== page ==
Different sectors across a country are comprised of different elements. All these elements are required to work in collaboration for the final product of a sector to be upto the mark. Nevertheless, when we talk about the elements in question, we often get hung up on things like investments, volume of big players, prices, demand etc. What we fail to recognize are some of the external yet equally important elements that orchestrate the activities within these sectors, ensuring a level playing-field and a neater environment. One such overlooked element often tends to be the regulatory bodies. Nations with aims of higher and sustainable growth understand the requirement to govern different sectors in a way that encourages inclusivity and a competitive environment. In addition, this governance has a lot to with making sure that all the practices sector is undertaking align with certain ethical obligations, which are very much universal in nature. Now, it doesn’t take an expert to realize that governance becomes an even more of a crucial factor when the discussion is about financial workings due to greater significance of the sector in the country’s economy. Hence, several regulatory bodies are set up to maintain a close eye on different aspects of the financial industry. The room of error for the companies is really small, as these government watchdogs never cease to be on lookout for any discrepancies. This was reinforced yet again when Security and Exchange Commission slapped a JP Morgan subsidiary, Neovest, with a fine worth $2.75 million. This fine comes in the light of a revelation that the subsidiary had violated the security laws.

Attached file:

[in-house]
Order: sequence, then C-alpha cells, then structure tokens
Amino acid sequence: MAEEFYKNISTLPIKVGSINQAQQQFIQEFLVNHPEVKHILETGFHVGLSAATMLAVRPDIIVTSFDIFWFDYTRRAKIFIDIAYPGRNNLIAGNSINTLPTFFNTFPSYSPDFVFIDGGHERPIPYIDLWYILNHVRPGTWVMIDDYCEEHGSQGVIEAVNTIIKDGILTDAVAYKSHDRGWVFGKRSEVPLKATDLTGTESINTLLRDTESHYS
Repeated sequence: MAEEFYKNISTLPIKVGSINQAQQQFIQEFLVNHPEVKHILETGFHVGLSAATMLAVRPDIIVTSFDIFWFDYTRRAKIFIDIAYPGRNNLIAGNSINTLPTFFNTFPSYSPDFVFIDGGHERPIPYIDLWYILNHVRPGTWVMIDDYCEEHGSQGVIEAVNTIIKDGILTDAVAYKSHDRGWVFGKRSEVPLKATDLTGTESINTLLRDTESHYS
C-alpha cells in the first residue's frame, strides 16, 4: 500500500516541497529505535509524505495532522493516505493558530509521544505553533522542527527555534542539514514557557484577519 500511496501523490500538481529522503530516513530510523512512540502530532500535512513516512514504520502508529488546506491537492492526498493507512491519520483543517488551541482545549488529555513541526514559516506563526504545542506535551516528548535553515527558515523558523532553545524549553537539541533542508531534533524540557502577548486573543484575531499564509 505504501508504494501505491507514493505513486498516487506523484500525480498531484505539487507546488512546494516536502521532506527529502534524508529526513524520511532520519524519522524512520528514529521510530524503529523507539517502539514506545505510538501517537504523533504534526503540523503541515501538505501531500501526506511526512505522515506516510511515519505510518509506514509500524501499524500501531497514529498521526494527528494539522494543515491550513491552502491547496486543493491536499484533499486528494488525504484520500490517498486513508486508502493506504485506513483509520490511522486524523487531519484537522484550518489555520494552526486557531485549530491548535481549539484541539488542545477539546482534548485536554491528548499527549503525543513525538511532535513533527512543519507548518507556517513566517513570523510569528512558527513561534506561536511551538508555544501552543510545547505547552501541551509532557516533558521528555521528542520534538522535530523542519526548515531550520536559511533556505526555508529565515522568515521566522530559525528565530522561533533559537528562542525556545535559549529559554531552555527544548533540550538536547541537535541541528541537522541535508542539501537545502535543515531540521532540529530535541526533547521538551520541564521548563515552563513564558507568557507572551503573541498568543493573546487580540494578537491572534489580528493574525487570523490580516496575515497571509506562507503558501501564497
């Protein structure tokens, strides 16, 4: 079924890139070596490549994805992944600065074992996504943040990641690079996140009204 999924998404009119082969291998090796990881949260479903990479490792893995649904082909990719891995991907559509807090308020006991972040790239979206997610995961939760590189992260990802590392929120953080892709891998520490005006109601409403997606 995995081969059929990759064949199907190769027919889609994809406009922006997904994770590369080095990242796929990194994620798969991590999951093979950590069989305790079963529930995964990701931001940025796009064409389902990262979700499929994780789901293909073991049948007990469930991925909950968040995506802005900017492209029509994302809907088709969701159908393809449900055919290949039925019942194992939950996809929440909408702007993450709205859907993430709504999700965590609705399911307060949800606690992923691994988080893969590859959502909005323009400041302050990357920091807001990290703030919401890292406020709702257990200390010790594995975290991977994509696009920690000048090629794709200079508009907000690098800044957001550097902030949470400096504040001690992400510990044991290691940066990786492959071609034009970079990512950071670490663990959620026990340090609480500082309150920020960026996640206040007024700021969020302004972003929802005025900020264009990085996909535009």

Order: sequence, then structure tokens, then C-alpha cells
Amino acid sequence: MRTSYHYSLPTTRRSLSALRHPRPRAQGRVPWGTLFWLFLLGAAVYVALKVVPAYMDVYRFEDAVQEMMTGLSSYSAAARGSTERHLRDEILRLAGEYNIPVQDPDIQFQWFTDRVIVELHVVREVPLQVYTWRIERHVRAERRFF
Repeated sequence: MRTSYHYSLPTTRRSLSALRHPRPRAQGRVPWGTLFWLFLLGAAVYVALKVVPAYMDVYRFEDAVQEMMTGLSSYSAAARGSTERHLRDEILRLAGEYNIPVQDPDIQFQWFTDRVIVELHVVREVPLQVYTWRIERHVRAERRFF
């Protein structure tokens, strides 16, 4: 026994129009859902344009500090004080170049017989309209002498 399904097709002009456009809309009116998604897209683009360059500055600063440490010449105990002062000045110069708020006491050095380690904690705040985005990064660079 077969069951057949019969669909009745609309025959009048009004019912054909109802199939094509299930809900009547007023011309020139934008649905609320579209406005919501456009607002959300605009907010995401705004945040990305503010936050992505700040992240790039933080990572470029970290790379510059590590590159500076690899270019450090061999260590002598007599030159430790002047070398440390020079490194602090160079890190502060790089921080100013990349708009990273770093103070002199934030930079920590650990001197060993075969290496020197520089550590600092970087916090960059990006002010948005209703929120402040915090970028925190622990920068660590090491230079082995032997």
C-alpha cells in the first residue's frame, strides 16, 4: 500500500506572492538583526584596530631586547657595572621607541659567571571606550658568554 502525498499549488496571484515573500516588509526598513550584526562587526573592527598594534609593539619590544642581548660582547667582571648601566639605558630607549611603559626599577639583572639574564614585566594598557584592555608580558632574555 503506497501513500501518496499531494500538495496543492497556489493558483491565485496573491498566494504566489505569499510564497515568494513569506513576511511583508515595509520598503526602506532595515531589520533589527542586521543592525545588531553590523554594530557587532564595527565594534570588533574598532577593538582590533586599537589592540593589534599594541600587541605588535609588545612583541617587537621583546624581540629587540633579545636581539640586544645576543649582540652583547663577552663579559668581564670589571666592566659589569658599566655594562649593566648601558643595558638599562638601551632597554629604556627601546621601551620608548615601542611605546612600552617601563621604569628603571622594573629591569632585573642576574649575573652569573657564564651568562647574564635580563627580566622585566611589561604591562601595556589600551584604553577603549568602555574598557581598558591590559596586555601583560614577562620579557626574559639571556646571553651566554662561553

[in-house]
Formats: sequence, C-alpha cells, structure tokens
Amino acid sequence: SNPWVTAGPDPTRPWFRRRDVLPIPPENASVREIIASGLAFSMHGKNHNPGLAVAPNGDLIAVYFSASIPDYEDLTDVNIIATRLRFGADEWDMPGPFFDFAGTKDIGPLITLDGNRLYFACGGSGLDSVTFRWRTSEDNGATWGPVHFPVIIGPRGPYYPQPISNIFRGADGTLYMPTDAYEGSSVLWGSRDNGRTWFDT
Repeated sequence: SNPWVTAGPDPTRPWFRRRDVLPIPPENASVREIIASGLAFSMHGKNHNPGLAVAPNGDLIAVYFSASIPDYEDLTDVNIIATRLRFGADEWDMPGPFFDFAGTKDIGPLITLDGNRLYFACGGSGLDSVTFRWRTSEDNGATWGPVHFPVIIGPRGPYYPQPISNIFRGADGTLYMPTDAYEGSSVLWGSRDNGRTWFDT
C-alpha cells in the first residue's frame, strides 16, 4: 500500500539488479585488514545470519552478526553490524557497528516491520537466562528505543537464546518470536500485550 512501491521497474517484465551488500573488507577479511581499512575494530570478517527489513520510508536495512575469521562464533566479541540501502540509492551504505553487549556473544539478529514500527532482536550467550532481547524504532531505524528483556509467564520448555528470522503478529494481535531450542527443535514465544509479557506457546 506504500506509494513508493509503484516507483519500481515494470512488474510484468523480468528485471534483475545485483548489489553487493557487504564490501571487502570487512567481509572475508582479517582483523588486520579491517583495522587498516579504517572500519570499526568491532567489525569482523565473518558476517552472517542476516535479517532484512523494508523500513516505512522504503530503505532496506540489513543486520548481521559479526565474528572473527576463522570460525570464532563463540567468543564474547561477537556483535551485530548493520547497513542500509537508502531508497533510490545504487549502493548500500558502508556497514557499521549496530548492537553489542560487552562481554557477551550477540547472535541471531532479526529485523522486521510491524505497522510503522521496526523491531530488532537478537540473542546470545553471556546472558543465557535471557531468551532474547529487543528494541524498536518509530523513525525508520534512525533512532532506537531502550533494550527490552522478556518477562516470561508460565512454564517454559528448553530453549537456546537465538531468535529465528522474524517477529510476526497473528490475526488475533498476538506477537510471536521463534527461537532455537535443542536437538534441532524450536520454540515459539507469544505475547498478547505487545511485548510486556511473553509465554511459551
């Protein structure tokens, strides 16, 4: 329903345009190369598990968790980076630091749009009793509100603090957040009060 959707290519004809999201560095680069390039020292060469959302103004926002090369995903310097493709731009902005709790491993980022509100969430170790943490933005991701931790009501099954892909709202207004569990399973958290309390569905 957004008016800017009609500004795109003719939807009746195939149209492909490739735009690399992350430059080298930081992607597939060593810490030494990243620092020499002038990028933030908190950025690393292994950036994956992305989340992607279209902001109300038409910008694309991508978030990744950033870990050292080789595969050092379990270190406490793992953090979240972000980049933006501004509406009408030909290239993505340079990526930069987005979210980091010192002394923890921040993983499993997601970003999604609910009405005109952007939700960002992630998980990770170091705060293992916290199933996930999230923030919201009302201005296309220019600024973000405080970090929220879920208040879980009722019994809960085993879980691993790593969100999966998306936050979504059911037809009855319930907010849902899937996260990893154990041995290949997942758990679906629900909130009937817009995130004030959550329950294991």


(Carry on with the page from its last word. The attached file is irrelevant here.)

SEC went on to give a full breakdown of how Neovest ended up with a serious violation on its hands. According to SEC’s report, Neovest had deregistered itself as a broker-dealer after JP officially acquired it in 2005. However, as per an investigation, it has continued to run operations, mostly serving institutional clients. Facilitating stock and options trades despite not being registered has landed Neovest and its parent company, JP Morgan in hot waters. JP Morgan is receiving criticism mainly because its middle-man role in the violation, as it would receive the fee Neovest was owed from its clients before routing it back to the subsidiary.
Neovest hasn’t admitted or refuted the allegations, but they have accepted to pay the fine.